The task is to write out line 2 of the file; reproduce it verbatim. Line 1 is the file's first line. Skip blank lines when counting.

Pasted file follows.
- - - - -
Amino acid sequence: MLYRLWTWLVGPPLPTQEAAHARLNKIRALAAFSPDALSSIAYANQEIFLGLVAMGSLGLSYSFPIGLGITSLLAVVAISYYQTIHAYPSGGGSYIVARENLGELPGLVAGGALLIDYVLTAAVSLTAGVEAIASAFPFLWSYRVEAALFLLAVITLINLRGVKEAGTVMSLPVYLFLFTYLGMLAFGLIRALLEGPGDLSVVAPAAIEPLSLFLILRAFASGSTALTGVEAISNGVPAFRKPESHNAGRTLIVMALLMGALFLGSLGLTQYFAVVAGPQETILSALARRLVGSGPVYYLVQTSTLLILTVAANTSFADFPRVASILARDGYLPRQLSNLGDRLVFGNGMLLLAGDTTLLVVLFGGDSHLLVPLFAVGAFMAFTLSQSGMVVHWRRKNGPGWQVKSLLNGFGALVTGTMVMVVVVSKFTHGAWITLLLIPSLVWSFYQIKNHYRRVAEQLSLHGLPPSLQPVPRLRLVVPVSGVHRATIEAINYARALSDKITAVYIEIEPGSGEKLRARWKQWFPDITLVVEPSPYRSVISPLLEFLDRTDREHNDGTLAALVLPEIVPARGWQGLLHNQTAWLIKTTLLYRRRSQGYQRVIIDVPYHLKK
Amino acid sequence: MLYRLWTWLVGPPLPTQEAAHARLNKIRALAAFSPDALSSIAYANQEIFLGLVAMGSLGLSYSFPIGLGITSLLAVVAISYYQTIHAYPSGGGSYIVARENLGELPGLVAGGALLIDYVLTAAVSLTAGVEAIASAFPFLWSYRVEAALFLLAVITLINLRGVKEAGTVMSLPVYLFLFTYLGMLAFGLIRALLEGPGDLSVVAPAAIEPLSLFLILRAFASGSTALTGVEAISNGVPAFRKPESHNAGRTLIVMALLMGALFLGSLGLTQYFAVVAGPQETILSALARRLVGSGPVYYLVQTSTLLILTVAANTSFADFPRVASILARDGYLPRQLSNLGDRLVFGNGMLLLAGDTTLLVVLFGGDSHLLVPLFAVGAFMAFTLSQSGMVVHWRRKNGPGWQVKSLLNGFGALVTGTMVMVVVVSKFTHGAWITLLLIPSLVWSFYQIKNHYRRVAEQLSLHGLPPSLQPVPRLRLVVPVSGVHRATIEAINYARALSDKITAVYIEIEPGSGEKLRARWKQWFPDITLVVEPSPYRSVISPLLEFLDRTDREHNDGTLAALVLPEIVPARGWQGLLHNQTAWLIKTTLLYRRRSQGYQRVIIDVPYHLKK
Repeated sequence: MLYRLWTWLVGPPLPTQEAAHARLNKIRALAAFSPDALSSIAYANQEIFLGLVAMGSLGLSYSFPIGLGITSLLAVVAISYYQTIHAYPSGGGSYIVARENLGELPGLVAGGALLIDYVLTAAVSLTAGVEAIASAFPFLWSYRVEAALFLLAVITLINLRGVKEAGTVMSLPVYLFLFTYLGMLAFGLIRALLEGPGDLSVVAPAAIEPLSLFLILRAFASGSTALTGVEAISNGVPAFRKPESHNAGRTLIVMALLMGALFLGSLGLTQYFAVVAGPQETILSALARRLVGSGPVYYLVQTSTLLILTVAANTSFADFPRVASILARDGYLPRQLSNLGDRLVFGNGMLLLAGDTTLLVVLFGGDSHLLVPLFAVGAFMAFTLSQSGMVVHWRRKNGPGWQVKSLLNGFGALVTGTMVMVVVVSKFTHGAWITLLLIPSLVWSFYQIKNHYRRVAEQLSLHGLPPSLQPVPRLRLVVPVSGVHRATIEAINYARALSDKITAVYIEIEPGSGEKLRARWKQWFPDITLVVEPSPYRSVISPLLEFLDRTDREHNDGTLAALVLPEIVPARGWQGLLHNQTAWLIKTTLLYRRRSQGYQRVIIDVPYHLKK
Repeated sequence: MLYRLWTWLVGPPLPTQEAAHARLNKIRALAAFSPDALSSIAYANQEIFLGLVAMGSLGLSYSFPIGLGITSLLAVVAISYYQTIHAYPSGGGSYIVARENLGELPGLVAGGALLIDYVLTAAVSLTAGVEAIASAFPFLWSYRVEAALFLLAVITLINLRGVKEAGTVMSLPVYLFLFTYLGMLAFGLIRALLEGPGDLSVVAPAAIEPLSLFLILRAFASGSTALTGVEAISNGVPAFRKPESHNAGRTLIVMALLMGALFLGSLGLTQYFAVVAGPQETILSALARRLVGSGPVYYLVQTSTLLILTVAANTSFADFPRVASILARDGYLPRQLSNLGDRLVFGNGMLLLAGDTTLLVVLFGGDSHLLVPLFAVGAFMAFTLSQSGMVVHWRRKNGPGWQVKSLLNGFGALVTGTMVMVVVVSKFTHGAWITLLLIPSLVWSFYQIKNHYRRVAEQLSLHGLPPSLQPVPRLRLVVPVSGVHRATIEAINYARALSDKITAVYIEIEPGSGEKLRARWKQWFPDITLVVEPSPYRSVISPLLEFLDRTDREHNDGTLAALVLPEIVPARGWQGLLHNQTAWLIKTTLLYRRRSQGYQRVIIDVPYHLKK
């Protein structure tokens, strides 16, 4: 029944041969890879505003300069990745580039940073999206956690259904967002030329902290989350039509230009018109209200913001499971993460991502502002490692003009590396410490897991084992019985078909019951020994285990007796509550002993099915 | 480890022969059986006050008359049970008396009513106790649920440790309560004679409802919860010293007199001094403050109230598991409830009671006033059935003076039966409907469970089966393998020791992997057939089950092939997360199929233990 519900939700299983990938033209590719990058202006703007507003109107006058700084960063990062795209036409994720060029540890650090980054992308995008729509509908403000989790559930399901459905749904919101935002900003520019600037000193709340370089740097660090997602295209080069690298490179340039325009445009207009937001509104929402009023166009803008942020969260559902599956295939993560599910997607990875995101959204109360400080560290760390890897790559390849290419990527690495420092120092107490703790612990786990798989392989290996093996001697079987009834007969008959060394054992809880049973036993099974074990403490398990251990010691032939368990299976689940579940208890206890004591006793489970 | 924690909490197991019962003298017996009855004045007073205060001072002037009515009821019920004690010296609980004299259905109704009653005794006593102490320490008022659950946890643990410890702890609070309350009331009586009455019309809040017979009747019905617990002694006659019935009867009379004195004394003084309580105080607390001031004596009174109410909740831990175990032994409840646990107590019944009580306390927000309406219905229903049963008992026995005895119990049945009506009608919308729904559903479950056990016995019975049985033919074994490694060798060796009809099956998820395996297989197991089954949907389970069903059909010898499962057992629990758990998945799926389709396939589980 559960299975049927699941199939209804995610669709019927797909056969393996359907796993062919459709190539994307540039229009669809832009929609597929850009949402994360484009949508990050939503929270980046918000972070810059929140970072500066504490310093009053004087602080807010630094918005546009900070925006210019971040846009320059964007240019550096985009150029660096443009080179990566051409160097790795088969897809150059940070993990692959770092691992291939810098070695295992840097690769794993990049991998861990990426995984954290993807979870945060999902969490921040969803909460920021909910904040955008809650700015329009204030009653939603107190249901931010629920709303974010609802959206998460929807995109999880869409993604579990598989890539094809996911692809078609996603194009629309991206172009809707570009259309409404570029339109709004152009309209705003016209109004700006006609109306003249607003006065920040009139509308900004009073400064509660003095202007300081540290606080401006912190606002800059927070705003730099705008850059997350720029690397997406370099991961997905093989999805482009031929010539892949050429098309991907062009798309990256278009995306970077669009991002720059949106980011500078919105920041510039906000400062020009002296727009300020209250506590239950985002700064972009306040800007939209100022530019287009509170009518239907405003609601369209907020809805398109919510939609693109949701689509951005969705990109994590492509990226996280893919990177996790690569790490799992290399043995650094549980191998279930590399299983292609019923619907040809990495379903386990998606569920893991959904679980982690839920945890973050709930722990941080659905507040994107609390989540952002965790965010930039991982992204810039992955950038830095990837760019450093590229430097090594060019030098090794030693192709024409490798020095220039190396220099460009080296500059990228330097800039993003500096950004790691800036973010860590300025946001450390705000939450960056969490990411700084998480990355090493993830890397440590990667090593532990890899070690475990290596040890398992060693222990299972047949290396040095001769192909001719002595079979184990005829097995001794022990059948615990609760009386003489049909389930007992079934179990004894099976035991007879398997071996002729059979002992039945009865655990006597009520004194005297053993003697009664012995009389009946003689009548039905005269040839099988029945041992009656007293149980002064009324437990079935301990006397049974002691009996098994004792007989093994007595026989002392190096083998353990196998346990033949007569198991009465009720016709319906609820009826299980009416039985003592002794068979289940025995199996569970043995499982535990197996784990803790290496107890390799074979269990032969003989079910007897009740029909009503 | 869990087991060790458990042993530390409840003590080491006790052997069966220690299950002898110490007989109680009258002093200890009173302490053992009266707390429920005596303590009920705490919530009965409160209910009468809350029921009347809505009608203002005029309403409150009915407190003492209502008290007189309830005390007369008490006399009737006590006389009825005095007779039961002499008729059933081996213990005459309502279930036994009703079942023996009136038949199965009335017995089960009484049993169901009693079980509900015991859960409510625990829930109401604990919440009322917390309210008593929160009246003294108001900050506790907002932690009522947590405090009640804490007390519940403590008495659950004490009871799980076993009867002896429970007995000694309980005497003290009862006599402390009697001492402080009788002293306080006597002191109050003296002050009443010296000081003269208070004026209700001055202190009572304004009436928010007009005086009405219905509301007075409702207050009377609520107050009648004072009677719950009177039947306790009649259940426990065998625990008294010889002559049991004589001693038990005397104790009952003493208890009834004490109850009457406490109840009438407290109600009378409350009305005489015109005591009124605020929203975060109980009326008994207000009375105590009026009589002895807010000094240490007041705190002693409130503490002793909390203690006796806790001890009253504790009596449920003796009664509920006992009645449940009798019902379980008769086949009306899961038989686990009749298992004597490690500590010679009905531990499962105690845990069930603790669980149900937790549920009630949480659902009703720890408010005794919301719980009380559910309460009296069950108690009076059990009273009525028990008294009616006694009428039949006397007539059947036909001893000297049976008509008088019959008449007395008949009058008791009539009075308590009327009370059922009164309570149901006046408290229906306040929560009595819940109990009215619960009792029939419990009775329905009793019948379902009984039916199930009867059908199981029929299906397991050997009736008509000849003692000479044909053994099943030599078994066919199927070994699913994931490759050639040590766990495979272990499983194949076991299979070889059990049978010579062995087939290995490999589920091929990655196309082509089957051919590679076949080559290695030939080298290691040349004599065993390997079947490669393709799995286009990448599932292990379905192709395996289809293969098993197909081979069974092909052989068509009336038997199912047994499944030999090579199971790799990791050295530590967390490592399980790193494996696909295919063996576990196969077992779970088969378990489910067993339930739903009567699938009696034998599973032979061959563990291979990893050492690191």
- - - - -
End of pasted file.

Amino acid sequence: MLYRLWTWLVGPPLPTQEAAHARLNKIRALAAFSPDALSSIAYANQEIFLGLVAMGSLGLSYSFPIGLGITSLLAVVAISYYQTIHAYPSGGGSYIVARENLGELPGLVAGGALLIDYVLTAAVSLTAGVEAIASAFPFLWSYRVEAALFLLAVITLINLRGVKEAGTVMSLPVYLFLFTYLGMLAFGLIRALLEGPGDLSVVAPAAIEPLSLFLILRAFASGSTALTGVEAISNGVPAFRKPESHNAGRTLIVMALLMGALFLGSLGLTQYFAVVAGPQETILSALARRLVGSGPVYYLVQTSTLLILTVAANTSFADFPRVASILARDGYLPRQLSNLGDRLVFGNGMLLLAGDTTLLVVLFGGDSHLLVPLFAVGAFMAFTLSQSGMVVHWRRKNGPGWQVKSLLNGFGALVTGTMVMVVVVSKFTHGAWITLLLIPSLVWSFYQIKNHYRRVAEQLSLHGLPPSLQPVPRLRLVVPVSGVHRATIEAINYARALSDKITAVYIEIEPGSGEKLRARWKQWFPDITLVVEPSPYRSVISPLLEFLDRTDREHNDGTLAALVLPEIVPARGWQGLLHNQTAWLIKTTLLYRRRSQGYQRVIIDVPYHLKK